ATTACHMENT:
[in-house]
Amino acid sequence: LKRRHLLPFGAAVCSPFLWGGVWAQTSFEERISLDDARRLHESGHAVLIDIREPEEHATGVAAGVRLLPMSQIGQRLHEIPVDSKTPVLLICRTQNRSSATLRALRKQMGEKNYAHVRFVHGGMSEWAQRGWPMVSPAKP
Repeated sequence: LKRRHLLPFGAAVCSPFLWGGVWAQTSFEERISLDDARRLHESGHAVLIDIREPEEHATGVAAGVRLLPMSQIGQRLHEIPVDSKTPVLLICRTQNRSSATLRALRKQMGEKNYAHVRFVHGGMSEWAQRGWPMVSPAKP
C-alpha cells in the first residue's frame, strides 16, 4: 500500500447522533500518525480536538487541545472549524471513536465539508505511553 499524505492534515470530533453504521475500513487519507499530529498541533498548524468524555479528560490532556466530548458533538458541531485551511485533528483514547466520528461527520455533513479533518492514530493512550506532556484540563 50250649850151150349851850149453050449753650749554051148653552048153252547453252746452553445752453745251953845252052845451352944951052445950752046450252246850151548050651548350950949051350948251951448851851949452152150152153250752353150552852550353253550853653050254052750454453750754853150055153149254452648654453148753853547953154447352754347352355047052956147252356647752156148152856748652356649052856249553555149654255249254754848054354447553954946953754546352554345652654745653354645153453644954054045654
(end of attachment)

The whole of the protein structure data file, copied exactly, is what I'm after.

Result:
[in-house]
Amino acid sequence: LKRRHLLPFGAAVCSPFLWGGVWAQTSFEERISLDDARRLHESGHAVLIDIREPEEHATGVAAGVRLLPMSQIGQRLHEIPVDSKTPVLLICRTQNRSSATLRALRKQMGEKNYAHVRFVHGGMSEWAQRGWPMVSPAKP
Repeated sequence: LKRRHLLPFGAAVCSPFLWGGVWAQTSFEERISLDDARRLHESGHAVLIDIREPEEHATGVAAGVRLLPMSQIGQRLHEIPVDSKTPVLLICRTQNRSSATLRALRKQMGEKNYAHVRFVHGGMSEWAQRGWPMVSPAKP
C-alpha cells in the first residue's frame, strides 16, 4: 500500500447522533500518525480536538487541545472549524471513536465539508505511553 499524505492534515470530533453504521475500513487519507499530529498541533498548524468524555479528560490532556466530548458533538458541531485551511485533528483514547466520528461527520455533513479533518492514530493512550506532556484540563 50250649850151150349851850149453050449753650749554051148653552048153252547453252746452553445752453745251953845252052845451352944951052445950752046450252246850151548050651548350950949051350948251951448851851949452152150152153250752353150552852550353253550853653050254052750454453750754853150055153149254452648654453148753853547953154447352754347352355047052956147252356647752156148152856748652356649052856249553555149654255249254754848054354447553954946953754546352554345652654745653354645153453644954054045654